Building the Talent Pipeline

Most discussions about talent development in public management start with a somber description of one generation headed for retirement while younger generations pursue careers outside of government and the damage to development positions done by the recession.  True, we’re witnessing a gap in available managers that is in part due to both trends.  But even so, it is an exciting time to be in talent recruitment.  When circumstances don’t allow us to do what we’ve always done, we end up doing something new.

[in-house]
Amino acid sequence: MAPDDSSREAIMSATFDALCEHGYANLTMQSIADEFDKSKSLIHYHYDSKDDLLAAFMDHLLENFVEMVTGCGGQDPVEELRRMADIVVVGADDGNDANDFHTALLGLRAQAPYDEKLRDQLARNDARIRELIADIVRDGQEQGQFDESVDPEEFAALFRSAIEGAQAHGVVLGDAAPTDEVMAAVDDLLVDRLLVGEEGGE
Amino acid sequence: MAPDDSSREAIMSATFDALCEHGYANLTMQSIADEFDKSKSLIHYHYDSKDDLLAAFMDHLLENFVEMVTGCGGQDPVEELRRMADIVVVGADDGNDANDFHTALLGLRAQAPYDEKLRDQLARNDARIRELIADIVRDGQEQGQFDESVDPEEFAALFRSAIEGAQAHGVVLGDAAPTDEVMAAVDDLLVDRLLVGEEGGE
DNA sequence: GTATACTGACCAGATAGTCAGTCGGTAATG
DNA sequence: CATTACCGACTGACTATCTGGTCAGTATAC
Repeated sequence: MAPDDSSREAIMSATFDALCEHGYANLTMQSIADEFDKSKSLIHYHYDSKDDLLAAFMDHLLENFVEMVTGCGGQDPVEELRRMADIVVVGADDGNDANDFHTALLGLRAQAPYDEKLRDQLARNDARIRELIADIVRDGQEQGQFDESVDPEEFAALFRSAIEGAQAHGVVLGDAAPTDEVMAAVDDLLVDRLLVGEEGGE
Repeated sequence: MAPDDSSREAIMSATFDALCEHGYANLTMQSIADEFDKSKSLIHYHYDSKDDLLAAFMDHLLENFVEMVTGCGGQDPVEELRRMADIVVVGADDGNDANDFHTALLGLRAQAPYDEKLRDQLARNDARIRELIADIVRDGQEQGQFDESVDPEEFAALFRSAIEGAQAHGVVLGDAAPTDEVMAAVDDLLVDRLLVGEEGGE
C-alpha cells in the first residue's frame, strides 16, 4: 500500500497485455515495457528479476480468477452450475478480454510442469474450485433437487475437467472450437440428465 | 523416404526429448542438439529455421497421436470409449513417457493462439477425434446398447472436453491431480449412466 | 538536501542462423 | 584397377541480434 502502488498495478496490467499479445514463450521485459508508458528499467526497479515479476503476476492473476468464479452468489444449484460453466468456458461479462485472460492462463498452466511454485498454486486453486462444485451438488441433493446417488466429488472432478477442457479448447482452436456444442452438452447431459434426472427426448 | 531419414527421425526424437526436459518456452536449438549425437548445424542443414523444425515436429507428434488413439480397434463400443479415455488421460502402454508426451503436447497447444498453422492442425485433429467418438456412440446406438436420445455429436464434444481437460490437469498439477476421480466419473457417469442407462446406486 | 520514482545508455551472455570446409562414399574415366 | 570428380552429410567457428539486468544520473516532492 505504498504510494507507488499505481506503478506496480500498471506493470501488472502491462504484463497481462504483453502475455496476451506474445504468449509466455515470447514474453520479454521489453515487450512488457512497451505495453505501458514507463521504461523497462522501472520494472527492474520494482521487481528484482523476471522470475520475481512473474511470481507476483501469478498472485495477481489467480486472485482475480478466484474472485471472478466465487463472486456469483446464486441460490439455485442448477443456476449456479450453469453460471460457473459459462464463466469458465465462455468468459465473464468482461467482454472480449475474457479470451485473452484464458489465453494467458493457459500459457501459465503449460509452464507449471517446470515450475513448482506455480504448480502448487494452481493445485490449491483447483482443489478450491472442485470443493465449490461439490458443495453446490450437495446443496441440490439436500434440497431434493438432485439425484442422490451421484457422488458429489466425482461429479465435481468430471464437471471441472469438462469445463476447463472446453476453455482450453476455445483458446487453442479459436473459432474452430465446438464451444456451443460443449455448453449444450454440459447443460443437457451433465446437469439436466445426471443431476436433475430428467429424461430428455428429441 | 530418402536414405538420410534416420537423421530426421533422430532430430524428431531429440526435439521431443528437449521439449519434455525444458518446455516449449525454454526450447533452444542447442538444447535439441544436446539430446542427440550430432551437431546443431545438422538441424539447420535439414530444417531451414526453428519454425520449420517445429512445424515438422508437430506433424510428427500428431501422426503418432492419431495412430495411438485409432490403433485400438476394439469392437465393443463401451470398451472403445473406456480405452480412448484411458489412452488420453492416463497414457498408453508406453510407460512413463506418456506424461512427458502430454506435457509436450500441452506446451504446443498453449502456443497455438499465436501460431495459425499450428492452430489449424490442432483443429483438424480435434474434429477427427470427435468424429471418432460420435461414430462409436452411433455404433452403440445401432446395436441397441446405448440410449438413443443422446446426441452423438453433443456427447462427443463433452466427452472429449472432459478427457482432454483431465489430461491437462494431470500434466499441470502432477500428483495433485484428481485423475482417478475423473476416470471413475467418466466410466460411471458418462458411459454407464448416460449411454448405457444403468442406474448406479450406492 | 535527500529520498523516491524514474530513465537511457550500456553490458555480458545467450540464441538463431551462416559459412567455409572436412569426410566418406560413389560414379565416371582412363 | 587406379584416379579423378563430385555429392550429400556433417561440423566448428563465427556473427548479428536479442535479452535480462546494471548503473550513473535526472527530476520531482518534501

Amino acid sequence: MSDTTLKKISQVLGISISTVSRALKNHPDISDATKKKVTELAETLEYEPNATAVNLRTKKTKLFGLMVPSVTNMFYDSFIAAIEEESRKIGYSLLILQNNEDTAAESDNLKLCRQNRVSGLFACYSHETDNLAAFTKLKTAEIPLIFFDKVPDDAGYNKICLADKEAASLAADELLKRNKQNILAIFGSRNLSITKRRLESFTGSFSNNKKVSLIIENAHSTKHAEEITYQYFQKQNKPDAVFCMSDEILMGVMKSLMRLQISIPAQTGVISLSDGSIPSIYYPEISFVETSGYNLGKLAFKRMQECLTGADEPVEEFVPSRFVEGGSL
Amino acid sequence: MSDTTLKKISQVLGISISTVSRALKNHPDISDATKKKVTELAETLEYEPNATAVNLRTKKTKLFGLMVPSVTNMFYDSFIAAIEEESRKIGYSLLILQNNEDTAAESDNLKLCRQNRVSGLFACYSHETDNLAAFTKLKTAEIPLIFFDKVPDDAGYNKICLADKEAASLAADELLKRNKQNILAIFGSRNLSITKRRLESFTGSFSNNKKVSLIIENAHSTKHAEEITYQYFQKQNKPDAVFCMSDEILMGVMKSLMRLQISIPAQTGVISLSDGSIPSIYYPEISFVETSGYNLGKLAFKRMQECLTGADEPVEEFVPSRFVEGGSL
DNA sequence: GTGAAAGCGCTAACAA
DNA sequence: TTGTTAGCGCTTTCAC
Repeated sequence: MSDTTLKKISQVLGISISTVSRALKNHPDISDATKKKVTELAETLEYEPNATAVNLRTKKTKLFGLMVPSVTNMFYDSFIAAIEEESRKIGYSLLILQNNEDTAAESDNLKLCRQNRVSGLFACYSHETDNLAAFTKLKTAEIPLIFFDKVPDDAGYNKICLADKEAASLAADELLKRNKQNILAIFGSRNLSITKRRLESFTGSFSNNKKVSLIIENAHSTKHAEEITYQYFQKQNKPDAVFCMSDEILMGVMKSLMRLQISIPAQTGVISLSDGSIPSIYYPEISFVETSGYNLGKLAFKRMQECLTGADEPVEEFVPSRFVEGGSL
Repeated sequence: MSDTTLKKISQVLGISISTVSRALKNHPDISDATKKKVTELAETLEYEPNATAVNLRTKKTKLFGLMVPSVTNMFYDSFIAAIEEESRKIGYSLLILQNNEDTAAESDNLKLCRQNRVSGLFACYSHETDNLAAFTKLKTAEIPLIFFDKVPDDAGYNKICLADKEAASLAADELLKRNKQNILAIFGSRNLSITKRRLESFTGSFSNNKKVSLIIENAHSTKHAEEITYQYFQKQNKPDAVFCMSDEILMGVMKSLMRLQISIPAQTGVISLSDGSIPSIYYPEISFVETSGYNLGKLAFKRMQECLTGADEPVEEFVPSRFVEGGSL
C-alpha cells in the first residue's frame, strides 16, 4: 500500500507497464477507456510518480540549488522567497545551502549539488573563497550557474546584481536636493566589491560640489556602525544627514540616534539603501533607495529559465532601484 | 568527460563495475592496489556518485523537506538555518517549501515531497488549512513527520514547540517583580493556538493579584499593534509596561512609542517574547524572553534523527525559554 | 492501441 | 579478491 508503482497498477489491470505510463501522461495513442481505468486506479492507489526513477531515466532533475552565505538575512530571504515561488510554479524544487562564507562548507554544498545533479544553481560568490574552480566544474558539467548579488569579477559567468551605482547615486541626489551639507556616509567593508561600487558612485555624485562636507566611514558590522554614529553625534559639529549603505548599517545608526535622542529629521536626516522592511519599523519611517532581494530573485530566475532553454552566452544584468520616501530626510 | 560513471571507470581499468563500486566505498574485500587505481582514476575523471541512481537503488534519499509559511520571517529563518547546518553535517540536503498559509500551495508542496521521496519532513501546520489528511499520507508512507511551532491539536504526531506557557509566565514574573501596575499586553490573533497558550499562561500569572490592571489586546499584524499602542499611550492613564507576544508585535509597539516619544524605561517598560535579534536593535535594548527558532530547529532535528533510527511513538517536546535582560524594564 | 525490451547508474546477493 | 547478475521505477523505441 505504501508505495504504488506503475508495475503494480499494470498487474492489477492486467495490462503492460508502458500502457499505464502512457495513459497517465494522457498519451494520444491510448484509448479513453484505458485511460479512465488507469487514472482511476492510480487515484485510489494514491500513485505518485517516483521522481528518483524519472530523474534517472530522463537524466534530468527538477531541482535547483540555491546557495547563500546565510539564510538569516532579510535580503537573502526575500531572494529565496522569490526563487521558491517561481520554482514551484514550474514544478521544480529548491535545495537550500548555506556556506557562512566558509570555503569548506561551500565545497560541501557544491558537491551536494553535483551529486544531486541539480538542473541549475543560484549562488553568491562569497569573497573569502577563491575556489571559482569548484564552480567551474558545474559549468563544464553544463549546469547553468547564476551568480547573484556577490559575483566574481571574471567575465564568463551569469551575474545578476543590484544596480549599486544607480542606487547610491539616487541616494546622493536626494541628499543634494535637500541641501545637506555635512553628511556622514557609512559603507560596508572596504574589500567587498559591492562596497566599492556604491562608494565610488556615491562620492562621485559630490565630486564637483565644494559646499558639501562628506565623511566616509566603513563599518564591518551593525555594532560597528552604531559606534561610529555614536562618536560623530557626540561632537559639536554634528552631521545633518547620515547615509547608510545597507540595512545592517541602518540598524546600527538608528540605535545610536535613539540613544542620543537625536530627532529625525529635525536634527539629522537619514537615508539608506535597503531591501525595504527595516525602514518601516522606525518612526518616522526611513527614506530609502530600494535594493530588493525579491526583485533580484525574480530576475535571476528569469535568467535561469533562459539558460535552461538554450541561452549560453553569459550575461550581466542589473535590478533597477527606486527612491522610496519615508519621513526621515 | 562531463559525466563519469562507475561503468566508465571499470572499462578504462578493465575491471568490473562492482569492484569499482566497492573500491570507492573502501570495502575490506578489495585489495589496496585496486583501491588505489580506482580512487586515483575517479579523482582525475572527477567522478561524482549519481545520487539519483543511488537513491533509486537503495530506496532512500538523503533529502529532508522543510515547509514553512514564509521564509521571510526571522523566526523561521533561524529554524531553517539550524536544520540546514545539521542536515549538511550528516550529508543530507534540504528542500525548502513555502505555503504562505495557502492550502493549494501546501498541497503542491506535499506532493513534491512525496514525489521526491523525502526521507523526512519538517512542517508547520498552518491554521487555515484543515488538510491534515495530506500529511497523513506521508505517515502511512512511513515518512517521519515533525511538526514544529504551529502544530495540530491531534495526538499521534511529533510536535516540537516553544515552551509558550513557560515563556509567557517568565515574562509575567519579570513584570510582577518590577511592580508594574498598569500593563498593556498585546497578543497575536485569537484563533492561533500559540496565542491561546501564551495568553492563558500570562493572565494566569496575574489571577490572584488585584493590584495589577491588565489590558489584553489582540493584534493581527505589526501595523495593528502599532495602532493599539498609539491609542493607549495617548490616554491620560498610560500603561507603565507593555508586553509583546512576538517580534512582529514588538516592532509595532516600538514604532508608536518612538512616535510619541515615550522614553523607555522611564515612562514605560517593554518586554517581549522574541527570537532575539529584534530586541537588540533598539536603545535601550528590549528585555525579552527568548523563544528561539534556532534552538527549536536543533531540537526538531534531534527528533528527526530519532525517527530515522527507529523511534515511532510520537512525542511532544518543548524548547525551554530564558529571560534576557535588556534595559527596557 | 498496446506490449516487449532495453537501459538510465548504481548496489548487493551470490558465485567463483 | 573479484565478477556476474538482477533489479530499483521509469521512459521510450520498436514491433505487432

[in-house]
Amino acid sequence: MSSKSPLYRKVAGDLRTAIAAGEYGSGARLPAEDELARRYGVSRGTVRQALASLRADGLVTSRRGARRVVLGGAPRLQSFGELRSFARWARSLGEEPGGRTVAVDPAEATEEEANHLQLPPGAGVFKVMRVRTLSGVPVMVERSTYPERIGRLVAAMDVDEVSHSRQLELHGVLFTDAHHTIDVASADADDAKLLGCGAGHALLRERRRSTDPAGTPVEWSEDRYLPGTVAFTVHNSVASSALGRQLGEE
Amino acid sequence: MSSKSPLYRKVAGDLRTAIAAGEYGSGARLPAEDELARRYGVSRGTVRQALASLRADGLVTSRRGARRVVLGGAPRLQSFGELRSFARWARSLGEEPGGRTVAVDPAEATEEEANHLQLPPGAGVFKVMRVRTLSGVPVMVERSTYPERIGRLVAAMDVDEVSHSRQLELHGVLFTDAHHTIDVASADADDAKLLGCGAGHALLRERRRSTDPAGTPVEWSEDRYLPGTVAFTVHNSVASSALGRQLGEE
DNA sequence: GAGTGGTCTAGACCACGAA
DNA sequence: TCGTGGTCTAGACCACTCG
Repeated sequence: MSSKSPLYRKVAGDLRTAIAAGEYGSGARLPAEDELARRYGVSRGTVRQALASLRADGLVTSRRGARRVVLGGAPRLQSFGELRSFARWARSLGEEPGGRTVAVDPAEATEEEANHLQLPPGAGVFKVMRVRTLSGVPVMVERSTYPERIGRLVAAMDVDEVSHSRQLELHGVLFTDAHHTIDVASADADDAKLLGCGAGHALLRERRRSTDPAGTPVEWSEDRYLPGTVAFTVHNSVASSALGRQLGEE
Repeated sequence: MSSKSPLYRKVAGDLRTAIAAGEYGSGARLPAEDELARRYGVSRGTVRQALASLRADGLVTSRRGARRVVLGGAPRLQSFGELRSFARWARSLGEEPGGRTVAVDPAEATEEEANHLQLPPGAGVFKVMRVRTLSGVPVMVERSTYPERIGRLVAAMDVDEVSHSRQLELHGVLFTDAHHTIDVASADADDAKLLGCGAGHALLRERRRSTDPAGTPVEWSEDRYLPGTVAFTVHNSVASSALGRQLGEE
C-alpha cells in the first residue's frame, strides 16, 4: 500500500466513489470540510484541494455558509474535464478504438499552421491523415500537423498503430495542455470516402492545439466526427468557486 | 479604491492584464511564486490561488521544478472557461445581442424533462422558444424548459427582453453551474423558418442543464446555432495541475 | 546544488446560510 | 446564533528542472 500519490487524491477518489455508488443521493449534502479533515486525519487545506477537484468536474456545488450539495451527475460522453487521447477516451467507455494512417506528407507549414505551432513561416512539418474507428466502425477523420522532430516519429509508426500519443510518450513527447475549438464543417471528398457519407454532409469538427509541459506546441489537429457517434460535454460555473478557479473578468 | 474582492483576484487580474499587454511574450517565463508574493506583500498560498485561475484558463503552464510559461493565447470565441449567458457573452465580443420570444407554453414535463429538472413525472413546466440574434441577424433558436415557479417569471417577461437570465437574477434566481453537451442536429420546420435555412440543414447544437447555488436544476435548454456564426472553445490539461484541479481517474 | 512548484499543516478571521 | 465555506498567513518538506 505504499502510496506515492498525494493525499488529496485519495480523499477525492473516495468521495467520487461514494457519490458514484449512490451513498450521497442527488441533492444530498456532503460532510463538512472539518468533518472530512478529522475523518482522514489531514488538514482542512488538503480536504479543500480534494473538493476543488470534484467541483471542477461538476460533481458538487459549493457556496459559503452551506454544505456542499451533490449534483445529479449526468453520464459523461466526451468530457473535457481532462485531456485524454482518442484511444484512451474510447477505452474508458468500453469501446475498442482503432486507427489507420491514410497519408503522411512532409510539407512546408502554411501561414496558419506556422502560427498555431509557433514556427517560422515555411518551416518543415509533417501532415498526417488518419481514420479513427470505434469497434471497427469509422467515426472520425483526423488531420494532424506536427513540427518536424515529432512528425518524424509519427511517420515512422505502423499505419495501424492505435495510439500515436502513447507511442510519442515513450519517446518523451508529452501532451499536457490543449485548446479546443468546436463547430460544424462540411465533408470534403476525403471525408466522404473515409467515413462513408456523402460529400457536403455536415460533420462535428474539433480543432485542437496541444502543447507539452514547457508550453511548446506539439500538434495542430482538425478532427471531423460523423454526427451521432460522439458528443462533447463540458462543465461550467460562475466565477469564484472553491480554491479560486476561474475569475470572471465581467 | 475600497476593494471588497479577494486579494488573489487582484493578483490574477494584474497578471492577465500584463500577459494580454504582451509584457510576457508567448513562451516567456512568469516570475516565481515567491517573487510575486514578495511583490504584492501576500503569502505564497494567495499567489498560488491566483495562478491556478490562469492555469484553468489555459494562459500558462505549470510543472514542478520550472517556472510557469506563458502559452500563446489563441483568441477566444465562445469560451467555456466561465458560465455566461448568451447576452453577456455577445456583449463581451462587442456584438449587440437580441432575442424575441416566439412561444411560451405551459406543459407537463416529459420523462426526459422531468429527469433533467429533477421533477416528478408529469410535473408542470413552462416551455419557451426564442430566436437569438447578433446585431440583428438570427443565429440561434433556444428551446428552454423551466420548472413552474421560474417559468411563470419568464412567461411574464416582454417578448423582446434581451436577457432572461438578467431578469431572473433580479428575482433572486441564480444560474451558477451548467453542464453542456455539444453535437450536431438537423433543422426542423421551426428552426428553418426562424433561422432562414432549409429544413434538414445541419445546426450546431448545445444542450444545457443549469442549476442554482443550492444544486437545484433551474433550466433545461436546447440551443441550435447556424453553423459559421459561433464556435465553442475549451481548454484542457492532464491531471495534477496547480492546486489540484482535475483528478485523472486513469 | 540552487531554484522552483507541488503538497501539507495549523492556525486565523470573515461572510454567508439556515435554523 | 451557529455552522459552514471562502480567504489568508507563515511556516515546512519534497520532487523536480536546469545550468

diverse-job-interview-322x200There may not be as many opportunities to start out as an assistant manager or management analyst, so we’re finding candidates from other areas of local government.  Through the League’s Executive Search Service, we have completed 14 searches across the state in 2015.  Nine placements are first-time managers or new to the field, and five of the nine came from public planning and/or economic development backgrounds. This year, 29 percent of our placements were women – which, if you follow the #13percent movement, is more than twice the share of women in the profession.  Even with nearly half of our applicants from out of state, all but two of our placements were from Michigan.  In a time where managers are going to need to innovate to move communities forward, we’re looking forward to seeing what the new managers will create.